Pratt, “Gateway to the High Plains”

is the slogan from the chamber of commerce, which sounds much better than the “crossroads to nowhere” or worse, “home of the only Wal-Mart Supercenter in Pratt County.”  

It’s 6:45 AM and I emerge from a familiar penumbra; midway between a hallucinatory dream, bare consciousness, and the realization that involuntary drool is wetting my beard and a rental pillowslip.  

The Days Inn clerk, having sensed my impaired hearing, was kind enough to assign us the handicap accessible room # 113, high ceilinged, ten foot drapes, a garage size door opening to the loo and stainless steel safety bars, everywhere, within easy grasp.  

“Get a grip”, I tell Jack, “we’re skipping town”.

The high plains are a haunting landscape.  Imagine the earth surface as an aged cantaloupe covered by an inch of stale snow; brownish, gently rolling, no rare sliver of green. Treeless to a horizon with no corners, and an occasional pockmark on a rolling low hill, resembling an adolescent acne scar, no doubt the result of a teenage meteor some 100,000 years before.  In the distance, utility lines of tall erector set children, motionless, tethered by guy wire, as if on a kindergarten field trip. 


Less than a hundred miles out, the icy road has reared its ugly head….a head-on collision resulting in a fatality, and the KHP reroute is a detour over miles of gravel ranch roads. We are in a line, following a semi with a mirrored-finish, quilt-patterned rear door.  The complementary mud flaps depict a chrome pin-up girl in a seductive seated pose.  The near blinding reflection from the early morning eastern sun is a distorted, grimy Chevy Silverado with an old man at the helm and a little black dog posing as a dashboard GPS.  Not pretty, reminiscent of an Edvard Munch painting, without the scream. *


Our objective is to cross over two panhandles (OK and TX), without once sliding off the road into a ditch, and reach Albuquerque by nightfall. 


A panhandle cowpoke taking aim at another trainload of Chinese crap 


Forget the Cadillac ranch, hello Beetle lovers


I was walking down the road with two friends when the sun set; suddenly, the sky turned as red as blood. I stopped and leaned against the fence, feeling unspeakably tired. Tongues of fire and blood stretched over the bluish black fjord. My friends went on walking, while I lagged behind, shivering with fear. Then I heard the enormous, infinite scream of nature.

Panama, Suez, or Erie…

Dredging a canal can be weary,

    Driving cross country to boot,

    With a canal to root,

Can leave the driver quite teary.

Enough of the limerick, but take your pick for the pain.  Traversing the great plains for six dismal days during an arctic surge, or, having a root canal on a lower right first molar (#30 to you dental students out there), which would be worse ?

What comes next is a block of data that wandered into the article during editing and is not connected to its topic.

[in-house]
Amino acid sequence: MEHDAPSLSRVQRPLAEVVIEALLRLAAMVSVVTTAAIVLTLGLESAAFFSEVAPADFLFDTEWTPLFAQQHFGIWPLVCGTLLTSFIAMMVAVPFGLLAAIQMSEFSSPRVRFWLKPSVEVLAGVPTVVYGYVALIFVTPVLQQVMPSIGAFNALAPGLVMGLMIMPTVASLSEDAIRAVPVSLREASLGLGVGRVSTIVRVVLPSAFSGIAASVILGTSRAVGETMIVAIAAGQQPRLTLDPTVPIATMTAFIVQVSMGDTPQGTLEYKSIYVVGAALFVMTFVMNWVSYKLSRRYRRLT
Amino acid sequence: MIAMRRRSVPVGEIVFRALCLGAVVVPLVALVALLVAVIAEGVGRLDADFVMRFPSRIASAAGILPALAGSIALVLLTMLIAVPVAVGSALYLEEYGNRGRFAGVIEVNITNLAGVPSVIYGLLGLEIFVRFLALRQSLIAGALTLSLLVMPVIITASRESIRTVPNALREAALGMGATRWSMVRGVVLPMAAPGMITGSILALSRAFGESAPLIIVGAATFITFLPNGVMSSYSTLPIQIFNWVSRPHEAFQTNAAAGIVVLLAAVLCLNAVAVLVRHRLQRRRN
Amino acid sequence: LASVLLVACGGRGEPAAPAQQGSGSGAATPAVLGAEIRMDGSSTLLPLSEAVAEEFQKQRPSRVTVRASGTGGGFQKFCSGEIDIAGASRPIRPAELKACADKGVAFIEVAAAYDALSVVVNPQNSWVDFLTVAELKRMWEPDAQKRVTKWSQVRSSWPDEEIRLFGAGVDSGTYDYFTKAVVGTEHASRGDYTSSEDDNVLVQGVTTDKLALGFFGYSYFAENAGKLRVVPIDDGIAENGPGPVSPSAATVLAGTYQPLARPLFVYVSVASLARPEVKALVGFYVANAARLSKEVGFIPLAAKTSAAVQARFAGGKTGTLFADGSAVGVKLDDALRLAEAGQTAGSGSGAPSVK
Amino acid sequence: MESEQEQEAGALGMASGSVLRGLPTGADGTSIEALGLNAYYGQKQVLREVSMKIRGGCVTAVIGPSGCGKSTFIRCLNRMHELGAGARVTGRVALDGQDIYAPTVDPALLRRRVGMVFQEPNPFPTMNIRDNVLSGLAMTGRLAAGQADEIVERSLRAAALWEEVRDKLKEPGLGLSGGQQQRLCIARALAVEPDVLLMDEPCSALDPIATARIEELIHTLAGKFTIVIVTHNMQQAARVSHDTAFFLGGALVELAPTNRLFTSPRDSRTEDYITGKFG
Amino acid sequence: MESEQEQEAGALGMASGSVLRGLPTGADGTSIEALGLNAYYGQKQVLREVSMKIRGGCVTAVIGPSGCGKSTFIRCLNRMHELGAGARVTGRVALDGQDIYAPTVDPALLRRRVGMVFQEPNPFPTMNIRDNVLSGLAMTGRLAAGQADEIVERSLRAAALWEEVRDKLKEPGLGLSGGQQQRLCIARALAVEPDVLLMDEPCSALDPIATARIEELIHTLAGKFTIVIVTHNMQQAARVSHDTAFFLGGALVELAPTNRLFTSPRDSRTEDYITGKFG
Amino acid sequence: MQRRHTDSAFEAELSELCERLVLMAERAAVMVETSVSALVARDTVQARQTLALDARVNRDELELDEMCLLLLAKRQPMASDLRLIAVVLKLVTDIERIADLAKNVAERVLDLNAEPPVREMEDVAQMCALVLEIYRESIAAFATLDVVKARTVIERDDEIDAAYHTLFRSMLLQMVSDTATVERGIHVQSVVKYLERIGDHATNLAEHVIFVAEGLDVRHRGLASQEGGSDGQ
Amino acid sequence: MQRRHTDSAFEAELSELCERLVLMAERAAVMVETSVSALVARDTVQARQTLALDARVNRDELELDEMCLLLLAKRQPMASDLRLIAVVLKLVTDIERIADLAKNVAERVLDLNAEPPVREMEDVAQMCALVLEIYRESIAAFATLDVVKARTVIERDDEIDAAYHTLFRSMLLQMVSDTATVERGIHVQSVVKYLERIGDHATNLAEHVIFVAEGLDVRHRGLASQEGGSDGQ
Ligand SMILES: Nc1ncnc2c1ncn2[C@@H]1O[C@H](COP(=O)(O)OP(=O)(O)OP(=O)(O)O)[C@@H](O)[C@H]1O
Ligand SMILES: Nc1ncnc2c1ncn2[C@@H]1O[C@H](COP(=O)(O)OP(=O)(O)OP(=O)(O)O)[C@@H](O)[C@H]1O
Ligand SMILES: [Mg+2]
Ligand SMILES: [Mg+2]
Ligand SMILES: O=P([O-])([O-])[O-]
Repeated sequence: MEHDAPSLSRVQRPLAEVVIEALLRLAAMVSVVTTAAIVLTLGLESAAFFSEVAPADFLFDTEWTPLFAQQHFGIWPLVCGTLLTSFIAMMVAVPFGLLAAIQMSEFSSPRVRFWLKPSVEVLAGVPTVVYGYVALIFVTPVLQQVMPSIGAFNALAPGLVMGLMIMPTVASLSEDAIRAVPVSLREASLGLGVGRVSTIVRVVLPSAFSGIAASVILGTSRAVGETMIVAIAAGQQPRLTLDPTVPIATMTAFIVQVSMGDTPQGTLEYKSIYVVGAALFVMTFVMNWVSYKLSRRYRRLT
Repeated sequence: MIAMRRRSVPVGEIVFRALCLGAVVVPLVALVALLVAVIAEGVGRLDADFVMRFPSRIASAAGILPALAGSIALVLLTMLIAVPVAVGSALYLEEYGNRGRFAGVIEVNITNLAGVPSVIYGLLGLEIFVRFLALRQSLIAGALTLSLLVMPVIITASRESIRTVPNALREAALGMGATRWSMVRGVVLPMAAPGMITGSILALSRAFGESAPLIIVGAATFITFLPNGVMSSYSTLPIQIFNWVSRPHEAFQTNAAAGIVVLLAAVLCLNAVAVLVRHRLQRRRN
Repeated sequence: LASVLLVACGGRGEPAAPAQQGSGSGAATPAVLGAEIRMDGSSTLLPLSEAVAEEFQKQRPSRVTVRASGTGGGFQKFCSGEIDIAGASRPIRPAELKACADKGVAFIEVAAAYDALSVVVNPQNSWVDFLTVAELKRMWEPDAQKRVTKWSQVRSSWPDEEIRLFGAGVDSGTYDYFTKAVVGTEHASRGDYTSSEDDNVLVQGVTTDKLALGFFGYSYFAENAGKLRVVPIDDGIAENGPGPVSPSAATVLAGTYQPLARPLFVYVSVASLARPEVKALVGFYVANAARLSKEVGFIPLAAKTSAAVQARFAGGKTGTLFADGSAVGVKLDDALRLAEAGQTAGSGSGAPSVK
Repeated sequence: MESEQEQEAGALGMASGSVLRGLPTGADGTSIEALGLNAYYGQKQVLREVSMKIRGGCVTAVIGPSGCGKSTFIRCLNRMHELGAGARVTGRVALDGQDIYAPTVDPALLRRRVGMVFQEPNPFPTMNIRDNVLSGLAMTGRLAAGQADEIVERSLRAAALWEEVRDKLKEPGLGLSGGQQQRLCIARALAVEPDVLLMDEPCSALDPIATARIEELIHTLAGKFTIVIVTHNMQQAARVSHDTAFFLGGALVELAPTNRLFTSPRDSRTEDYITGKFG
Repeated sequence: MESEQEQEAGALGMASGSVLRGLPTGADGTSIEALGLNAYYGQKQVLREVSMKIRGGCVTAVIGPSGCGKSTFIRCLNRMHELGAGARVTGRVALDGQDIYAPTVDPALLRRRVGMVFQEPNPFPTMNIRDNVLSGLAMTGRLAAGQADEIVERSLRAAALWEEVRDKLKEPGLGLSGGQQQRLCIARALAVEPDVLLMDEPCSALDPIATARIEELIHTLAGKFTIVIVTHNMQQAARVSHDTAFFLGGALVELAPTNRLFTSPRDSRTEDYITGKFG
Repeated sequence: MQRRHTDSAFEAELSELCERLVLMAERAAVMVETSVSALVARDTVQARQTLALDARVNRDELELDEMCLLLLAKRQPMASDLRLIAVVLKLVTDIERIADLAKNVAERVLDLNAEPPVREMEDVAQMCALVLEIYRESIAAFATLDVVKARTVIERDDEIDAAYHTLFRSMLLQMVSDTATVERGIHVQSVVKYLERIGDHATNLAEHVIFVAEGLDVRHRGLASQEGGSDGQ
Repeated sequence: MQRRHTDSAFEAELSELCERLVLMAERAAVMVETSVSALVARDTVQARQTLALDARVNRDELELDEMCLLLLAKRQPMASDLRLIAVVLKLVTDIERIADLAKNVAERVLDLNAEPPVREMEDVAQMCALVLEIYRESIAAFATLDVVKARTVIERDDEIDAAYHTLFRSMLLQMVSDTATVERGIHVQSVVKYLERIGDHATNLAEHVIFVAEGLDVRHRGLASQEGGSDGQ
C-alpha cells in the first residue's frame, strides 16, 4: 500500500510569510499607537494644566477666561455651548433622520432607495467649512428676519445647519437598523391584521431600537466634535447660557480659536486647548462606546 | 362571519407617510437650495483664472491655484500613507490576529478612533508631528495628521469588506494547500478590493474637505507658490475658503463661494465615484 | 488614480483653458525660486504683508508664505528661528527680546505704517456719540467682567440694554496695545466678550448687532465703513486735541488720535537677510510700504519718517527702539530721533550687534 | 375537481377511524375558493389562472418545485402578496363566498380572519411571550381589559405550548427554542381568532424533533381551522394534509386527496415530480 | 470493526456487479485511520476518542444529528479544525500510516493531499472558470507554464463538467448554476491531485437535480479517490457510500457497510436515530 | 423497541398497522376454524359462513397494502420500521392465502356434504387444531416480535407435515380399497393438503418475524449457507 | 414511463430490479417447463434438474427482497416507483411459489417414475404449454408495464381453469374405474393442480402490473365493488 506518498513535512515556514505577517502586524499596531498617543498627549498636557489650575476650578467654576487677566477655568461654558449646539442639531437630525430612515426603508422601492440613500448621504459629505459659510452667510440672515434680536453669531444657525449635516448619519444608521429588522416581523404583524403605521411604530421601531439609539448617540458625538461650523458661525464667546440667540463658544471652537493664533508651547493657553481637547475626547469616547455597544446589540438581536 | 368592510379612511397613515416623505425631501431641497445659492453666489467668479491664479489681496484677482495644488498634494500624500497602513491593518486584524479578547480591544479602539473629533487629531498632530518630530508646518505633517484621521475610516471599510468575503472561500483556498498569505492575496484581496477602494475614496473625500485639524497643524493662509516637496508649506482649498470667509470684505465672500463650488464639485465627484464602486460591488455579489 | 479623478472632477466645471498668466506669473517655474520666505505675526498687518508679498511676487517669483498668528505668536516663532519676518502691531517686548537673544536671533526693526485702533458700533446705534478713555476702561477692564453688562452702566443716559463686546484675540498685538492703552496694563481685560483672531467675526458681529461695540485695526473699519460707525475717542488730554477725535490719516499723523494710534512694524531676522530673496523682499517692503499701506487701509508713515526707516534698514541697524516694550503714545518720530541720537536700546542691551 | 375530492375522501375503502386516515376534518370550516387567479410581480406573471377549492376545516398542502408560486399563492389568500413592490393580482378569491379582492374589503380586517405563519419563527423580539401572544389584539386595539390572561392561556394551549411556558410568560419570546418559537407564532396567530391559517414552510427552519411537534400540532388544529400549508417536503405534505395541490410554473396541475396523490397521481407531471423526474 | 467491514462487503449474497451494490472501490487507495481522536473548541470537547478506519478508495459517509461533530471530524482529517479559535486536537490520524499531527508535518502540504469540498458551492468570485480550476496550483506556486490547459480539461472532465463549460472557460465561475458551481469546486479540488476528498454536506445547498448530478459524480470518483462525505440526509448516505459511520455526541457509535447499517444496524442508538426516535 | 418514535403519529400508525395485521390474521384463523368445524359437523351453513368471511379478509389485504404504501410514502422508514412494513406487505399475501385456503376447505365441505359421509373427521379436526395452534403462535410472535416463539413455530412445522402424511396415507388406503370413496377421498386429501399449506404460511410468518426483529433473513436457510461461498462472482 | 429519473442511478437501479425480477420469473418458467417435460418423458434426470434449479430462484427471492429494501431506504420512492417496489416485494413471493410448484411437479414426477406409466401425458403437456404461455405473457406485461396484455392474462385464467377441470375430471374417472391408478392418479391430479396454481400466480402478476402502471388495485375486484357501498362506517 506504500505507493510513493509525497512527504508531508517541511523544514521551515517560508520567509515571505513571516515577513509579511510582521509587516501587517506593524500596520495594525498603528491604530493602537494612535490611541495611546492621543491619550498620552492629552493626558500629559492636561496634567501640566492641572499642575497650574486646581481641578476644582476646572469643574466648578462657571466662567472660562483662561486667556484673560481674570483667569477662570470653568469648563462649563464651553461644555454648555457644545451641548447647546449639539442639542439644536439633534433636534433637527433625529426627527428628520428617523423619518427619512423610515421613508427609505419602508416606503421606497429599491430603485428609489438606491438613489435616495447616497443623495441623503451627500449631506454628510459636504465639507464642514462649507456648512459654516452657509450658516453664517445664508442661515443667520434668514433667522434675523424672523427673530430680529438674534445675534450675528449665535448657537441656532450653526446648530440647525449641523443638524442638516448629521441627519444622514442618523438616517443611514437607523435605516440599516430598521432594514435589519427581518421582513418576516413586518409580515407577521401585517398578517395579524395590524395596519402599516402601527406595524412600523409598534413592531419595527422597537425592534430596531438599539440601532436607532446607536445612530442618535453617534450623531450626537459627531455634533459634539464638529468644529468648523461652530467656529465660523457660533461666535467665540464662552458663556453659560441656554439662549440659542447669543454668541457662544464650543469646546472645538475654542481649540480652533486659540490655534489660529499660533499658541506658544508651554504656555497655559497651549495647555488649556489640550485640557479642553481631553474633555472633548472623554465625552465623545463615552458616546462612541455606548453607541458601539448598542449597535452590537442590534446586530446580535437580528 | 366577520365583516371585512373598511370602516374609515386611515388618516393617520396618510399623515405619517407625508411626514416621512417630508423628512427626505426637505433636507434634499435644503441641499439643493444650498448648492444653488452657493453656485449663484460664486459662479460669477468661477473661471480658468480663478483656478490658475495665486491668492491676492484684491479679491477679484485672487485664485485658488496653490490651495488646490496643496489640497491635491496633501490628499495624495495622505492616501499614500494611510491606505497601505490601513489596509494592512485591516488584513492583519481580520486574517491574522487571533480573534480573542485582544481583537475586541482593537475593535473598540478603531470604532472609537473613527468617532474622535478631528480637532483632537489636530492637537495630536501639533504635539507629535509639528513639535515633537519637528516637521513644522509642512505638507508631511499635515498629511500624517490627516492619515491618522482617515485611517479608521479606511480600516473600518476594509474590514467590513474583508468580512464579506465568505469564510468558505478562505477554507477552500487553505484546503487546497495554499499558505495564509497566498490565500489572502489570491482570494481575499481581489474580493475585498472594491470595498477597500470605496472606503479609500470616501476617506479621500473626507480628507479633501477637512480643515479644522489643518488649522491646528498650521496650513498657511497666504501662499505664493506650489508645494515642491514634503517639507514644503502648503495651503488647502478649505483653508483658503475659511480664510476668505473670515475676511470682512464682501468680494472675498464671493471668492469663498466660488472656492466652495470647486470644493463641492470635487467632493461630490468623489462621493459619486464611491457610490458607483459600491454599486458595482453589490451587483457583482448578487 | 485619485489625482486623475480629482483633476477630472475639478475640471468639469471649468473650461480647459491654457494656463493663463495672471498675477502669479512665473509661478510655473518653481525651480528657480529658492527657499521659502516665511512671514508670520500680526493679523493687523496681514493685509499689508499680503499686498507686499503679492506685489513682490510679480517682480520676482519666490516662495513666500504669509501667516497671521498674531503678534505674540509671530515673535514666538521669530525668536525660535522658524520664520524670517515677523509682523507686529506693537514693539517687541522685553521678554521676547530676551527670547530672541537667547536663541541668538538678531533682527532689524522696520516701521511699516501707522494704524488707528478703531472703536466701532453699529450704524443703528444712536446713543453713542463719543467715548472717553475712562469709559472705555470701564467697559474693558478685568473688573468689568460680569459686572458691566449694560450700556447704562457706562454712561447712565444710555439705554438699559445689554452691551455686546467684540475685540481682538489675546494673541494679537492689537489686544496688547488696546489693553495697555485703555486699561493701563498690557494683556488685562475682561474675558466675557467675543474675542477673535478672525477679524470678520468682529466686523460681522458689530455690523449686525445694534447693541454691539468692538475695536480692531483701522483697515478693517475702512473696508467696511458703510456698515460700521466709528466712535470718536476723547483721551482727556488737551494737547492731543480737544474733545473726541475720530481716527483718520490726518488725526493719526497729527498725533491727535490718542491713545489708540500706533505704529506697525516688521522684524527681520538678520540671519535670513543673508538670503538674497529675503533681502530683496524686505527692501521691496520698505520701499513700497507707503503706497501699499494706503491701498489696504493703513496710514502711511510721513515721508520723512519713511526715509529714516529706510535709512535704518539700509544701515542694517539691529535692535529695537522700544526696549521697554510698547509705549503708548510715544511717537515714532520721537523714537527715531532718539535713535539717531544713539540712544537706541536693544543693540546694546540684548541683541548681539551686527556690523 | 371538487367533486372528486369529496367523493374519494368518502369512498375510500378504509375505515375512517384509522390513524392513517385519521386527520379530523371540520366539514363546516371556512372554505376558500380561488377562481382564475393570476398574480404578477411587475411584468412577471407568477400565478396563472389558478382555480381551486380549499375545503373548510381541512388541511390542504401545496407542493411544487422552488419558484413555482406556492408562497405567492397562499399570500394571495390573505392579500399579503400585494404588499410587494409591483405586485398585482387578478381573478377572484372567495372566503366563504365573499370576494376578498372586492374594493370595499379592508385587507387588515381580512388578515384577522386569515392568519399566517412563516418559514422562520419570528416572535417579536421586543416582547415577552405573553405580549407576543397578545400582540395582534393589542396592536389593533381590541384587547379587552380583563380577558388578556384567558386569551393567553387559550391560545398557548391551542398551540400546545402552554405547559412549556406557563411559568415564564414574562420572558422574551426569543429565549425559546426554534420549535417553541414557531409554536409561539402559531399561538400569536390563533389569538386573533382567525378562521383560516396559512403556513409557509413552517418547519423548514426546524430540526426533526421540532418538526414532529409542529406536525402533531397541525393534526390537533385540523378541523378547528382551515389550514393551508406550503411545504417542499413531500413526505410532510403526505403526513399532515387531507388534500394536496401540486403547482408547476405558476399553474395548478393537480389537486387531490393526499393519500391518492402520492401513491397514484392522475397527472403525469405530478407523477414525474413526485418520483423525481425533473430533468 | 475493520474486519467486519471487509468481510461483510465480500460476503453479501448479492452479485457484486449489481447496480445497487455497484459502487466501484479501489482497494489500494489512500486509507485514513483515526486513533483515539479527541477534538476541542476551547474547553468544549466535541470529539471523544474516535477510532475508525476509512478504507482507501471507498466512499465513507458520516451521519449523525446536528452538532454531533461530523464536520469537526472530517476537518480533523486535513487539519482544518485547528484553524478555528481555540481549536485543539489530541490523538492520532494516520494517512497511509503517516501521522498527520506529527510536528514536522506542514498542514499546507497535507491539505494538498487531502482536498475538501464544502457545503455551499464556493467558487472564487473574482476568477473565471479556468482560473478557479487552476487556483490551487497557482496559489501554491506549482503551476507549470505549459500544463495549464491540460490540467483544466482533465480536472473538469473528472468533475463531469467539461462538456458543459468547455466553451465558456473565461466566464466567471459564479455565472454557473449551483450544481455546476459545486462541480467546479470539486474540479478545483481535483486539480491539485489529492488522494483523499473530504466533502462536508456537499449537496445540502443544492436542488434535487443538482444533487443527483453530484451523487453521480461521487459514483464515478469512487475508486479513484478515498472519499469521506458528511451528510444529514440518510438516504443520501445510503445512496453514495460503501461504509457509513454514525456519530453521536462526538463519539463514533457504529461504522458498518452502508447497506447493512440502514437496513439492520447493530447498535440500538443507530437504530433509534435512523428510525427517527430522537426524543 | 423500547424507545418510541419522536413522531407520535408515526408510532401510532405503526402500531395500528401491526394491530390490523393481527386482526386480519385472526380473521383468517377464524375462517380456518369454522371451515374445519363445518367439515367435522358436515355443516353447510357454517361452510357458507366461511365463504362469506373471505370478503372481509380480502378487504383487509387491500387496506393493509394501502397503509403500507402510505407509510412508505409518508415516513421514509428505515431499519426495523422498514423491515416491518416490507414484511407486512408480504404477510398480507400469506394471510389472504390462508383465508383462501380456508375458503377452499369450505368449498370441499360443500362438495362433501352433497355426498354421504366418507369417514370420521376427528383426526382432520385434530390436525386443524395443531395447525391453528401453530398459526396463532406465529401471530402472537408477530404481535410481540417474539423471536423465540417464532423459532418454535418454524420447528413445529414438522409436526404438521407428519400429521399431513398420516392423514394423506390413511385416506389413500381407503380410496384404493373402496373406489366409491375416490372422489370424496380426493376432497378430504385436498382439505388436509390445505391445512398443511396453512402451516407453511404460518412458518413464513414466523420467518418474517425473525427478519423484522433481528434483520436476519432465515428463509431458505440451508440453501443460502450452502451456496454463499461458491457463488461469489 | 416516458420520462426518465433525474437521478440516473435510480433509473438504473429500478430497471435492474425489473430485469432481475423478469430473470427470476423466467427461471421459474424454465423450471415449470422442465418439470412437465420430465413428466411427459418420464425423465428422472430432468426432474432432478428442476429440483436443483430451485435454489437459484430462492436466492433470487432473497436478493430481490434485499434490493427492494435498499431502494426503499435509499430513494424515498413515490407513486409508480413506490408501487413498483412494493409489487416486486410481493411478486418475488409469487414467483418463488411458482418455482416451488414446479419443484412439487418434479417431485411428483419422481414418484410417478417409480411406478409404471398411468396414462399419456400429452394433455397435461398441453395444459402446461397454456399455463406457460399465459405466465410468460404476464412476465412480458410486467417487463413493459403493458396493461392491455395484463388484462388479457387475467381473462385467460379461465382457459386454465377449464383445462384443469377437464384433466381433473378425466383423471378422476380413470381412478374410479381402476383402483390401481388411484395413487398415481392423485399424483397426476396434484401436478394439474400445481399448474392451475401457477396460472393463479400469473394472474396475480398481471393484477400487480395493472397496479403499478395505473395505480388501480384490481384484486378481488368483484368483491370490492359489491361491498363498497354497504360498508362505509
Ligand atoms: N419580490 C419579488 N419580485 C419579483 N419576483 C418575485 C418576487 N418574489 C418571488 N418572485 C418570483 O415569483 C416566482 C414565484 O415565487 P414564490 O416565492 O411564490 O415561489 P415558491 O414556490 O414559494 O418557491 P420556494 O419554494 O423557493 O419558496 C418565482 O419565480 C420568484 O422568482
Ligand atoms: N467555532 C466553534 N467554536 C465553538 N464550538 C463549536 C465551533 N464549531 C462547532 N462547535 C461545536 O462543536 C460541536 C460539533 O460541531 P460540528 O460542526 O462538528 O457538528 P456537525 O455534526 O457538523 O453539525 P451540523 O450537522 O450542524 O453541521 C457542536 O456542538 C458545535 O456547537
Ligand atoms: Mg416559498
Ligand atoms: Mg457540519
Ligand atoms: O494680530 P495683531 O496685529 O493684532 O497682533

No decision necessary, I am doing both.  


Two hours in the dentist’s chair, commencing at 7 AM, the novocaine began to wear off by noon.  Aware that the post-procedure trauma might be substantial, we ( dog Jack, and I ) opted to head out at 1 PM, aiming for St. Louis by dusk, powered by ibuprofen, vicodin, and Willie Nelson in concert.  Traveling a capella, we had decided to leave the trailer, winterized for the season, at the farm in Indiana.   


View from the kitchen window 


A reluctant Jack posing as a reindeer

The Weather Channel promises daytime highs in the low 30s, teens and lower at night.  The prospect of having no water on board, plus only the seamiest of commercial campgrounds available the week between Christmas and New Year, prompted the decision to enjoy the downscale ambience of Motel Six.  We’ve stayed in so many, it seems like Motel 48.

Strange how one can accept stale odor, limp towels, bars of Ivory soap the size of a milkbone biscuit, and carpet made during the second Reagan administration for $39.99 night because they left the light on for you and your dog.

We awaken the next morning in Florissant, MO, to two inches of fresh snow and 26F. Traveling I-70 west, arguably the most billboarded highway west of the Mississippi, we reach Kansas City.  Torn between invitations to become upscale gentlemen at local XXXX clubs, the wild west, and religious salvation, we are awash in a triangle between unsavory, Calvary and Calgary.

With the lap-top for guidance we have reached a bifurcation (translation: Yogi Berra fork) in the road.  Our options are to continue west toward Denver, where we might make a left hand turn toward Albuquerque, or, hang a left now to Wichita, and take the long chance across the prairie of the grapes of wrath.

My only counsel, Jack, a small terrier of suspicious ancestry, is puzzled when I ask, “From the north pole, an arctic cold wave, blowing and drifting snow is predicted; from the south pole, a blast of moisture and freezing temps across the Gulf of Mexico has left Dallas, Tulsa, and Oklahoma City in a blizzard standstill…which way should we go ?”

Jack, being bi-polar, cocks his head sideways, in stoic silence, eagerly awaiting a dog biscuit and the joy of peeing on real grass in warm weather.  We opt to head on a southwest path toward US 54, between the buns of two major storm fronts through rural Kansas.

“Black ice, white ice, thin ice, who gives a spit”, I announce loudly and positively, “we’re taking the window of slopportunity old buddy, let’s hit it !”

He responds with his favorite ‘Blues Brothers’ bark.  He always wants me in the role of Jake, so he can be Elwood and play the harmonica.  Destination, Pratt, KS by five.     


Blitzen, after the Christmas rush, near Kingman, KS